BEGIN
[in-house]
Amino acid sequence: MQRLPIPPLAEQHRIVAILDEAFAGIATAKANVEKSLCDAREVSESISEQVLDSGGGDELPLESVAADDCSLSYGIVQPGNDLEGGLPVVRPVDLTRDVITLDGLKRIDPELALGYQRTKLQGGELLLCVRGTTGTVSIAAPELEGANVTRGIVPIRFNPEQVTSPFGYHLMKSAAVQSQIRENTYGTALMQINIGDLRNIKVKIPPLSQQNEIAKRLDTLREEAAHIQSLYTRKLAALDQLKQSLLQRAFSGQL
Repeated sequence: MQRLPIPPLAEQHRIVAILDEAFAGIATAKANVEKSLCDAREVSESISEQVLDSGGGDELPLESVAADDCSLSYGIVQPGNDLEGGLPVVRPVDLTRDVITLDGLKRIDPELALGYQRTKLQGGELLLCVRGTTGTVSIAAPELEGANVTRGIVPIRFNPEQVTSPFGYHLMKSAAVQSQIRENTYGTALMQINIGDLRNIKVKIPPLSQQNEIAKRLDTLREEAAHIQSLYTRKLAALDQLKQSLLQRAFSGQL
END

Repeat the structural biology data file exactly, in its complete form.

[in-house]
Amino acid sequence: MQRLPIPPLAEQHRIVAILDEAFAGIATAKANVEKSLCDAREVSESISEQVLDSGGGDELPLESVAADDCSLSYGIVQPGNDLEGGLPVVRPVDLTRDVITLDGLKRIDPELALGYQRTKLQGGELLLCVRGTTGTVSIAAPELEGANVTRGIVPIRFNPEQVTSPFGYHLMKSAAVQSQIRENTYGTALMQINIGDLRNIKVKIPPLSQQNEIAKRLDTLREEAAHIQSLYTRKLAALDQLKQSLLQRAFSGQL
Repeated sequence: MQRLPIPPLAEQHRIVAILDEAFAGIATAKANVEKSLCDAREVSESISEQVLDSGGGDELPLESVAADDCSLSYGIVQPGNDLEGGLPVVRPVDLTRDVITLDGLKRIDPELALGYQRTKLQGGELLLCVRGTTGTVSIAAPELEGANVTRGIVPIRFNPEQVTSPFGYHLMKSAAVQSQIRENTYGTALMQINIGDLRNIKVKIPPLSQQNEIAKRLDTLREEAAHIQSLYTRKLAALDQLKQSLLQRAFSGQL